-- Don, Diamond Lake Custom Woodworks - - "If you make something idiot proof, all they do is make a better idiot"

View MinnesotaMike's profile


28 posts in 2873 days

#12 posted 04-06-2011 09:44 PM

Good topic! Like how “sharp” is “sharp enough”; just how “close” is “close enough”? I know, depends on what your doing and varies accordingly, but evenually there is an optimal “inth” degree for every project.
For that answer, it’s the personal experience that matters.

View Rick S...'s profile

Rick S...

10923 posts in 3266 days

#13 posted 04-07-2011 07:33 AM

Good Post. I can’t add anything to what’s already been said other than it’s sometimes the “Skill Level” of the person behind the tool, not the tool. Practice and persistence might be the key to that.

With all due respect I’m wondering why you Posted this in “Site Feedback” instead of “Woodworking Skill Share” or “Woodworking Tools…etc.etc.” . You might get more advice in either of those as they have a much higher “Topic Count” (More Interest and Views) than here and I think Your Topic relates to either of those Forums.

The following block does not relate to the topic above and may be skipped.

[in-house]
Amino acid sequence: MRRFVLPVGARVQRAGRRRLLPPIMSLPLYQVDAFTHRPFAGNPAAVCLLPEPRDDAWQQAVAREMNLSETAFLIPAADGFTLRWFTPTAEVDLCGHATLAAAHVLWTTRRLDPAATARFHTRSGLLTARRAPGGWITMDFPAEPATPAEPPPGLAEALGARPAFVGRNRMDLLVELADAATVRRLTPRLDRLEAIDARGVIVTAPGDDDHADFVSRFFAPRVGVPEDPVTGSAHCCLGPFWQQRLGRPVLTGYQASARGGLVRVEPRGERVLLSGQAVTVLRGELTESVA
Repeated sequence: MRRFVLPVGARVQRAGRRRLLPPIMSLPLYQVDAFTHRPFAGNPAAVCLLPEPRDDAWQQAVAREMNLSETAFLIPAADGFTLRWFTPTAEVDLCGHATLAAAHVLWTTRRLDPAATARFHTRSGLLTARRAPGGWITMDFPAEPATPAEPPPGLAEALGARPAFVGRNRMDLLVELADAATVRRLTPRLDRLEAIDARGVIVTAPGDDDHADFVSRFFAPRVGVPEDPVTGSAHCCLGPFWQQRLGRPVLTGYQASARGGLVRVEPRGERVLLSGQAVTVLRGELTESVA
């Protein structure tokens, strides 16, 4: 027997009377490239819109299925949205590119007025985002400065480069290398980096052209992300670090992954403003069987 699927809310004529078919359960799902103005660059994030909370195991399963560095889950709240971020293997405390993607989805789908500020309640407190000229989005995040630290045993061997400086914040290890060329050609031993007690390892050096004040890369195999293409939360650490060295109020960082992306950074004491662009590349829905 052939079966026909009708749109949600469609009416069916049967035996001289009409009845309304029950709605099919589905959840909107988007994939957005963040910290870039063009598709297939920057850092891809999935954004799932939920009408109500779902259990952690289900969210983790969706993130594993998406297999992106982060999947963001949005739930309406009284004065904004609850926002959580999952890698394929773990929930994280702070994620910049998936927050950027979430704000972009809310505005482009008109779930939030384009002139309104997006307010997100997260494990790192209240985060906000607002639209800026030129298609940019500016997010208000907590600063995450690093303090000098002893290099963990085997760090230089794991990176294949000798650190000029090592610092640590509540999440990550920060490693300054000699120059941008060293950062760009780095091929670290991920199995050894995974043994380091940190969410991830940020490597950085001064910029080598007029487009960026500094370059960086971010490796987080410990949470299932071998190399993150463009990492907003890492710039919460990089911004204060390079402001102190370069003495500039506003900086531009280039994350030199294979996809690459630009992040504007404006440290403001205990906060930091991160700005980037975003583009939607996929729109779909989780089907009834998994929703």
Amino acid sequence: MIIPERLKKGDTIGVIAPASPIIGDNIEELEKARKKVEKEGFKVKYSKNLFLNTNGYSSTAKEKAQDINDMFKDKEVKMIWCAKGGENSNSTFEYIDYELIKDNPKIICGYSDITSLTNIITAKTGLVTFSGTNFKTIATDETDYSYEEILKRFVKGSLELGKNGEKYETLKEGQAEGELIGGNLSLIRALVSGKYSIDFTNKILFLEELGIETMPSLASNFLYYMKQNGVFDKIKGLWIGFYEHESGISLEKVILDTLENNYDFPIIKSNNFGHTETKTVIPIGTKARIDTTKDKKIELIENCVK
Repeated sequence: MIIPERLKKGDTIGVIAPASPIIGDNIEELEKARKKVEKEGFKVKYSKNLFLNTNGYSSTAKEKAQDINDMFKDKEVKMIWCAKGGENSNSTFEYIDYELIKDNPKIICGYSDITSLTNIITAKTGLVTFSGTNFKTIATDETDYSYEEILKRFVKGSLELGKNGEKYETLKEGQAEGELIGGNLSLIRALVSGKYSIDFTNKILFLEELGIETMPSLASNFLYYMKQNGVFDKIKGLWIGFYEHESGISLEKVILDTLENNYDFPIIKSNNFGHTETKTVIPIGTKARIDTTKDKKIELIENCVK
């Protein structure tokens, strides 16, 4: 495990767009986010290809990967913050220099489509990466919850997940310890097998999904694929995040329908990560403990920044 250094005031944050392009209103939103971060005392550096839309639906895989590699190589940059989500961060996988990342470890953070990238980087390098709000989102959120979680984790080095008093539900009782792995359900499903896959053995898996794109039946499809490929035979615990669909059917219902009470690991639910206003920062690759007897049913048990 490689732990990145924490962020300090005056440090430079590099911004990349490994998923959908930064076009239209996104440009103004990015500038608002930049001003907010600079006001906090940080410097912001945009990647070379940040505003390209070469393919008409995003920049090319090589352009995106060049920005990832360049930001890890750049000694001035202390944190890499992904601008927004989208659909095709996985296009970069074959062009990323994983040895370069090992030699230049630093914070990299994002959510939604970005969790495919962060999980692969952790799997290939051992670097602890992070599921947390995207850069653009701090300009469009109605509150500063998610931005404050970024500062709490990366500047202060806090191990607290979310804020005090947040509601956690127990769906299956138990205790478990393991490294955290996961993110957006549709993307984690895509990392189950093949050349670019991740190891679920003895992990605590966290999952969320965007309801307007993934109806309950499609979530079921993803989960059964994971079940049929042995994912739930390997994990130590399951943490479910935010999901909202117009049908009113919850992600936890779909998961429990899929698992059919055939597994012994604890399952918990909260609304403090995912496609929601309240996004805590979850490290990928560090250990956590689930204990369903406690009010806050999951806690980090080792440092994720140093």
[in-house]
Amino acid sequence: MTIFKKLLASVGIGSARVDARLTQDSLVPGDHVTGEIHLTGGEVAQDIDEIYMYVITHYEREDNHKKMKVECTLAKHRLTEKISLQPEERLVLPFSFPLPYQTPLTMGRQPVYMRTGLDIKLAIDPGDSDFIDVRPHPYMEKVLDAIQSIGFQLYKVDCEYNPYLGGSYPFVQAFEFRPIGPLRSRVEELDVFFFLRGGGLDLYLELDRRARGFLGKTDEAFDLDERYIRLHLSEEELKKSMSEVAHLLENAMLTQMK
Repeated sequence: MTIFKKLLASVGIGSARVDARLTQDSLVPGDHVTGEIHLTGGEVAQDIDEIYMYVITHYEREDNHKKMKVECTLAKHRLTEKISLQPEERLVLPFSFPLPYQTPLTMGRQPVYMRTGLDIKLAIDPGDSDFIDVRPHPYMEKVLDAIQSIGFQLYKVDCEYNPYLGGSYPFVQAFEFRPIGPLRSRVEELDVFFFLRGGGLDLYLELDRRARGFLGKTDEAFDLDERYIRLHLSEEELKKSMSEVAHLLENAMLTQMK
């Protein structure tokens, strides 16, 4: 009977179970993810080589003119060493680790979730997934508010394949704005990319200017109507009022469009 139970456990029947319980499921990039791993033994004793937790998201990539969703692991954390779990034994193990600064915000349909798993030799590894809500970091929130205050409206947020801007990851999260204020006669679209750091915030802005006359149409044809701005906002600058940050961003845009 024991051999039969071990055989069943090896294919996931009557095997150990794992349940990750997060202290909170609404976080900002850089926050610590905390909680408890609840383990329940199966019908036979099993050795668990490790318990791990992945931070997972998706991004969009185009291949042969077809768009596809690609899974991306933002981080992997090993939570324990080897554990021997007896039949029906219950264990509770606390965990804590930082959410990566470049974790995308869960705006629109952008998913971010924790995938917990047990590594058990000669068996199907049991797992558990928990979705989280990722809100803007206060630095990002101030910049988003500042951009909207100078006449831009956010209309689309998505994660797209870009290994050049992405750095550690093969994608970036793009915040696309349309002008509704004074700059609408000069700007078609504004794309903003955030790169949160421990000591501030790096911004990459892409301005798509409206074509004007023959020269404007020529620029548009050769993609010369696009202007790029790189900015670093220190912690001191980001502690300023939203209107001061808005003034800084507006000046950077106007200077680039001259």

-- Made In Ontario, CANADA

View Ritty's profile


63 posts in 3030 days

#14 posted 04-08-2011 10:27 PM

ya but this is my 2 forum and still dont know what im doing but ill get the hang of it and thx you guys all your comments really help me maube ill post it again on woodworking skill share

View BritBoxmaker's profile


4611 posts in 3270 days

#15 posted 04-22-2011 09:45 PM

Experience – Get to know your tools. Get to know your materials. Make mistakes. Learn from them. You’re never too old to learn. I’ve been at this for over 40 years ago now but last week I made an expensive mistake. I won’t do it that way again

Practice – It won’t happen overnight. Skill is acquired, not bought. A skilled person can make something good with old and worn out tools. An unskilled person can only make expensive sawdust with new and expensive ones.

-- Martyn -- Boxologist, Pattern Juggler and Candyman of the visually challenging.